Day before yesterday I posted…
It seems as if there are almost too many things that we’ll never get over.
We just learn to live with them.
…and I’ve been thinking lots about that whole topic ever since.
Some of you may know this story and some may not.
I was married for a brief era in the mid 90s. My wife at the time was pregnant and she carried our baby the full nine months. When she was due we rushed to the hospital and then something went horribly wrong.
They took Kathy to another room and had me and her family over in some waiting area. I could hear the baby crying and crying. Medical staff was running back-and-forth. A lot of commotion for sure. And then it was over. The baby died 15 minutes or so after she was born.
The loss of a child, the unexpected death of a loved one, traumatic physical injury, those types of pains are things we never get over. They just become part of who we are. Our life stories shape us, define us. We are who we are because of what’s happened while we’ve been alive.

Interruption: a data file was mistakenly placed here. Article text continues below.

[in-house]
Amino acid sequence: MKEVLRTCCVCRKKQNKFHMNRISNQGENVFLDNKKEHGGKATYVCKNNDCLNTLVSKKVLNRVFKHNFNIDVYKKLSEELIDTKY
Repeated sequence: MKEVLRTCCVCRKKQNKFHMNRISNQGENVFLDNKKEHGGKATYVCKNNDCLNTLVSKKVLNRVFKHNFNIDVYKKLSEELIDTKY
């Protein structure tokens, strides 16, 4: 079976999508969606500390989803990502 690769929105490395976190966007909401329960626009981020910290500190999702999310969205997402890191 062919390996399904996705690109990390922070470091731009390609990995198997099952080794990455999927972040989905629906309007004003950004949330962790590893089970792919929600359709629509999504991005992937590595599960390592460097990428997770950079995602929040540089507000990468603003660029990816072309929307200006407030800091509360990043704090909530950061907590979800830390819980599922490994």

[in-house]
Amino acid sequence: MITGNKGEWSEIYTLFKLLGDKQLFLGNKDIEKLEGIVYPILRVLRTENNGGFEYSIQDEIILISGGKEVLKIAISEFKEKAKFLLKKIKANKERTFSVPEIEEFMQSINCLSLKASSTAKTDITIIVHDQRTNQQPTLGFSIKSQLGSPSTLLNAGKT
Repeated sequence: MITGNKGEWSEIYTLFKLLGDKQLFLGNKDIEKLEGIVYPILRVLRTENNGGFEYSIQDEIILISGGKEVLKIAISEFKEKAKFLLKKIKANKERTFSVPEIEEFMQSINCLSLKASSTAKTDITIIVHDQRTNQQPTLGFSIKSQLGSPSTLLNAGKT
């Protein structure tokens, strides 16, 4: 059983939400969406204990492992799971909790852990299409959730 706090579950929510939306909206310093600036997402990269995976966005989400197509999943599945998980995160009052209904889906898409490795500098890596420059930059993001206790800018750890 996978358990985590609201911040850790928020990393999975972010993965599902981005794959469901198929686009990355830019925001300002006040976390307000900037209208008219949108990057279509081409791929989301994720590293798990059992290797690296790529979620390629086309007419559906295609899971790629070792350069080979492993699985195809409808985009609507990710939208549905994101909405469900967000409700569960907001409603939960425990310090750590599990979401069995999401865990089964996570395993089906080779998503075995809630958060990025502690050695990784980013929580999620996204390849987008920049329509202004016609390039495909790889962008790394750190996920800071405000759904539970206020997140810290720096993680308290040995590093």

Every time I hear a story about a child dying it almost always makes me sad. It pulls at my heart strings because I can relate. I think about being in that hospital with Kathy in the middle of nowhere Iowa and the emotional earthquake that changed everything. And the aftershocks are still with me not because I haven’t prayed for acceptance or processed my grief. It’s because it’s part of my story now. There’s no getting over it. There was no quick solution for dealing with the flood of feelings that came afterward.
In related news I read once that our parents’ memories can be passed to us genetically. Not like vivid, detailed recollections but more subliminal feelings, maybe subtle intuitions. When I read the article I thought, “fuck… our experiences are literally fused into our DNA.”
My feelings of loss can even resurface unexpectedly when I’m having a great moment with Maggie. I always wanted to be a dad and my first chance was taken away from me. Abruptly. Am I going to get over that? No. Don’t ever ask someone to. Pain of that magnitude will stop when it’s done working you over. My part is just to process and carry on.
Sometimes life works out how we want and sometimes it doesn’t. But it’s never about the outcome. It’s about the experience. It’s the shifts in our soul that offer to make us bigger people. We learn how to love and support each other.
When we look back over our lifetimes they’ll be overflowing with memories. Some good, some great and some bad, and others horrible. That sudden death helped make me be the best dad that I can be for Maggie. I know that it has.
Don’t be quick to discard life defining moments. We need those experiences to build better lives in the here and now.
Keep living, peeps. Keep loving. No matter what. ❤️